-3

My file looks like

cat new:

ALL          ALLOFTHEM    ALL1
OPS     BE2A    OPS1

 ABE    ABE     ABE1

sed query below gives me the result as 1st line sed -n '/\([A-Z]\{1,\}\)\1/p' new:

ALL          ALLOFTHEM    ALL1

I guessed that 2nd line would also match as OPS is also a character length more than 1.

Any ideas?

closed as unclear what you're asking by Anthon, slm, strugee, iruvar, Thomas Nyman Apr 10 '14 at 5:43

Please clarify your specific problem or add additional details to highlight exactly what you need. As it's currently written, it’s hard to tell exactly what you're asking. See the How to Ask page for help clarifying this question. If this question can be reworded to fit the rules in the help center, please edit the question.

  • 1
    Any ideas is a very generic question, almost always answerable by yes (unless your heave in meditation and you can empty your mind). Try to reformulate the question into something like "how can I ...." that could give us a clue about what you are trying to achieve and would prevent correct, but unhelpful answers like "yes". – Anthon Apr 9 '14 at 20:52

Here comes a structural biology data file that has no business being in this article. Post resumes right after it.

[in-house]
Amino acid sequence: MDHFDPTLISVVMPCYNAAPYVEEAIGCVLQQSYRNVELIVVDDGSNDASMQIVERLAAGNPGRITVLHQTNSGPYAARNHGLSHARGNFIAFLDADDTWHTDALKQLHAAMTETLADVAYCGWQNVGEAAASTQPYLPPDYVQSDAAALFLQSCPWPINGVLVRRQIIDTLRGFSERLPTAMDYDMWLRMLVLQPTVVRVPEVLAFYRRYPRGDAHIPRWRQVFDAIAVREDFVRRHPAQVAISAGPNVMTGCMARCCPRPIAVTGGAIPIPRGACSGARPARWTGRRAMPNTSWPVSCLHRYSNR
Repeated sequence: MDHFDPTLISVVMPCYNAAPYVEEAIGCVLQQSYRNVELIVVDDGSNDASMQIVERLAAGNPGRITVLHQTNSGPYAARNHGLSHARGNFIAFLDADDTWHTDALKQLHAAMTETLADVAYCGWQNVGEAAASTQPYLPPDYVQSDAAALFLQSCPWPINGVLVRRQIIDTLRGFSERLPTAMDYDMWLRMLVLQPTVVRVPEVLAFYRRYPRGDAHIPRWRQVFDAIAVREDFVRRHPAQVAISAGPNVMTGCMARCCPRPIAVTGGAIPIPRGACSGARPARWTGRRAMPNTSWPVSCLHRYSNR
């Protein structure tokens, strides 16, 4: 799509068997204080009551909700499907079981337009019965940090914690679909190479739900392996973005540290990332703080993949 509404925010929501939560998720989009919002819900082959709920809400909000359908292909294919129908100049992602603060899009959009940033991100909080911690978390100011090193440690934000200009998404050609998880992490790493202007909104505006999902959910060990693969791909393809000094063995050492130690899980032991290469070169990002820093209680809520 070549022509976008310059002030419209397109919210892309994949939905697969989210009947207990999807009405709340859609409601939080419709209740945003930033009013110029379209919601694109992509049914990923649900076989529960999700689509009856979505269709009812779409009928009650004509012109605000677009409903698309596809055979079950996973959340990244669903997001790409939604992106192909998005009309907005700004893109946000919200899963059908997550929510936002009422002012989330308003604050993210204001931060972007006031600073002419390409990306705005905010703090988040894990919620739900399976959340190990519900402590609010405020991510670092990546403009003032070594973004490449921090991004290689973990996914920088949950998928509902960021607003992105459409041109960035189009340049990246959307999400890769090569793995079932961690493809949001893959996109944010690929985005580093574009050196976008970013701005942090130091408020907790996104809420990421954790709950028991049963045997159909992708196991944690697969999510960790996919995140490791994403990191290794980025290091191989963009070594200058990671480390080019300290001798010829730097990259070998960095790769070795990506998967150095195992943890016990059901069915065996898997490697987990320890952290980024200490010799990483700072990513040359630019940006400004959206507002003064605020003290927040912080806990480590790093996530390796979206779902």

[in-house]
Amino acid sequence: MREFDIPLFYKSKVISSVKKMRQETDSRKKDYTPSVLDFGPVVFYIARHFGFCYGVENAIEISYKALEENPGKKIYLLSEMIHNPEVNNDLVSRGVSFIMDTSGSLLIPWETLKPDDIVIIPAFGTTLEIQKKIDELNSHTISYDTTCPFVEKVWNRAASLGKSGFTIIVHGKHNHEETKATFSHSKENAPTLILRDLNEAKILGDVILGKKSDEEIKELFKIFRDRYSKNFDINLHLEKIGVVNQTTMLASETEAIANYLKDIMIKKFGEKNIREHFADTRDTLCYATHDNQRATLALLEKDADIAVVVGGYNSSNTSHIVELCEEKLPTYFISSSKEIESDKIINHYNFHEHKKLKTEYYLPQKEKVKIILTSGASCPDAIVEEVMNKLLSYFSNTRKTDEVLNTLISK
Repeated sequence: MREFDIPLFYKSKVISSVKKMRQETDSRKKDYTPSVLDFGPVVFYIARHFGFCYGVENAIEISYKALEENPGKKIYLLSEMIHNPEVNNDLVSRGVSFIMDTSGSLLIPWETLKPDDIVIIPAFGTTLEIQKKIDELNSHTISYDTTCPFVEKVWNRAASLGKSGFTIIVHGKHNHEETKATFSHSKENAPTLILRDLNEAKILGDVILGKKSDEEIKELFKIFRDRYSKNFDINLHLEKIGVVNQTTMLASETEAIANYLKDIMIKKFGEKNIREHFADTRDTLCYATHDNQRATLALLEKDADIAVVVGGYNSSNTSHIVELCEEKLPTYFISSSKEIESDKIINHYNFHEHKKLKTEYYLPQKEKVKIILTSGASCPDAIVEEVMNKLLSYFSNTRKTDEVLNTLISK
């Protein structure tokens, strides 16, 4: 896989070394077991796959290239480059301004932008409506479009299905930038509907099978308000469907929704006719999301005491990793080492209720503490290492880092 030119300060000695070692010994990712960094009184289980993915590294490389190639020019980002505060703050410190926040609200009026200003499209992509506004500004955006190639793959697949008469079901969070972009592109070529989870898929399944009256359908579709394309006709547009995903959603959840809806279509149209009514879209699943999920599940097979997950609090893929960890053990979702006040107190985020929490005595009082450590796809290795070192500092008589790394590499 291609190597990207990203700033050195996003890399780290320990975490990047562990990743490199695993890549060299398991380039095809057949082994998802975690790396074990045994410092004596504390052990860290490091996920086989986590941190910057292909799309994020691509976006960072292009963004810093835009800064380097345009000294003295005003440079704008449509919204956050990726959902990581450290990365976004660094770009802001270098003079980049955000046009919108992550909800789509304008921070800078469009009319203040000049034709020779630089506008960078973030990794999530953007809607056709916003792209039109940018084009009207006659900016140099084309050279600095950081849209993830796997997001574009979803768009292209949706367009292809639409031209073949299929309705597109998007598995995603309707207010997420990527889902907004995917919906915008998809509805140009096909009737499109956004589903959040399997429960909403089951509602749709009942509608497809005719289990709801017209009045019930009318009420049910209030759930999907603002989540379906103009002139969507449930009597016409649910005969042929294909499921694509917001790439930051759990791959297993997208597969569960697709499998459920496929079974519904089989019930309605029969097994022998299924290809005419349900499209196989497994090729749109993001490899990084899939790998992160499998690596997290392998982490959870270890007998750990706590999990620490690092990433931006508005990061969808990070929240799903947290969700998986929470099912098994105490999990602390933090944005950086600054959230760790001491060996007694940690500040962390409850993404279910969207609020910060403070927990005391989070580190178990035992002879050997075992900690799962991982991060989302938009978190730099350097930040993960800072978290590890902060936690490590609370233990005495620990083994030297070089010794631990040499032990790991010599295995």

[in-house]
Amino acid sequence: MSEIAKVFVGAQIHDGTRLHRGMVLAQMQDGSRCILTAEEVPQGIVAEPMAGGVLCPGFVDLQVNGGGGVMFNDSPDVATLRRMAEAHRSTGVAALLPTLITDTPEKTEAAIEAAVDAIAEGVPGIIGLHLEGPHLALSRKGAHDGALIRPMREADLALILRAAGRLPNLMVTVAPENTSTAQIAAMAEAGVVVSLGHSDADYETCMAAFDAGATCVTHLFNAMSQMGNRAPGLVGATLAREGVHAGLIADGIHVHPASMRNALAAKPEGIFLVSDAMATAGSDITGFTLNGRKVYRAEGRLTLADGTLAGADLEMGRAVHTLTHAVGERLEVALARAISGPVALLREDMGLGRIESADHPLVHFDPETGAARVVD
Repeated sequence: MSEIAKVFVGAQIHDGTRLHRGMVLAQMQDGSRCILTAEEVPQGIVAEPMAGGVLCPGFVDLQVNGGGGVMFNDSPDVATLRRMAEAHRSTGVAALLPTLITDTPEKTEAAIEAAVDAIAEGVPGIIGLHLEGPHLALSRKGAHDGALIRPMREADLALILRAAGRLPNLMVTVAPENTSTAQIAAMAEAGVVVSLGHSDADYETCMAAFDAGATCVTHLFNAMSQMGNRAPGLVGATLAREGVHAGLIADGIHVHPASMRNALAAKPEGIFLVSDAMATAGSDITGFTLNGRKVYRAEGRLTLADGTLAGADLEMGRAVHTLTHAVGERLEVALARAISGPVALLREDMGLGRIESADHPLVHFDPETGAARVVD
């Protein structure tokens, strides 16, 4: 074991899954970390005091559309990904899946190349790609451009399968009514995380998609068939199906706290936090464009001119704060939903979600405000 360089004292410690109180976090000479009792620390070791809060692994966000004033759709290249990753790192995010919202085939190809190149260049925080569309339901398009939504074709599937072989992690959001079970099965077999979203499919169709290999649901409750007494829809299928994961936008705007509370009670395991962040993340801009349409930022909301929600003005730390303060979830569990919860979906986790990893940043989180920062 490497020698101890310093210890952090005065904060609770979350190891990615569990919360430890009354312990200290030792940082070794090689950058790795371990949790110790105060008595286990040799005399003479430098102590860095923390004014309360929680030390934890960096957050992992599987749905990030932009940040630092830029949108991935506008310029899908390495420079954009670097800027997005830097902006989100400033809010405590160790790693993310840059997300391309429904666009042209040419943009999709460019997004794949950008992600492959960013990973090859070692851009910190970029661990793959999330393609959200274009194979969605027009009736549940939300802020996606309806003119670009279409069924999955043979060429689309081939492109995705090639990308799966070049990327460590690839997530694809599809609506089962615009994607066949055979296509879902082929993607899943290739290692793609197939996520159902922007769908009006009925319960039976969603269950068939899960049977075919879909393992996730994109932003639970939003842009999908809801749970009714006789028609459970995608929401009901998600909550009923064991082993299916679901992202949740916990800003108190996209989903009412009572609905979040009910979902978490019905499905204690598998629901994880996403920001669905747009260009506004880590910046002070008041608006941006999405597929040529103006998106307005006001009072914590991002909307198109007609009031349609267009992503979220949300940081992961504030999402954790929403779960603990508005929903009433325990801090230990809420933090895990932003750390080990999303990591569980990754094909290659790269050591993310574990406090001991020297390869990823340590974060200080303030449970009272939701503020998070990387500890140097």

2

I guessed that 2nd line would also match as OPS is also a character length more than 1.

So, you want to match on any line that has more than one consecutive capital letters? If so, use:

$ sed -n '/[A-Z]\{2,\}/p' new
ALL          ALLOFTHEM    ALL1
OPS     BE2A    OPS1
 ABE    ABE     ABE1


Why doesn't your expression do that? Your regex is:

\([A-Z]\{1,\}\)\1

That breaks down into two parts. The first is \([A-Z]\{1,\}\) which matches one or more capital letters. The second part is \1 which matches the previous set of capital letters. This means that a pattern of capital letters has to be repeated (with no intervening characters) for there to be a match. That matches only the first line because the first line has a capital L followed by a capital L. It is the only line with such a sequence.

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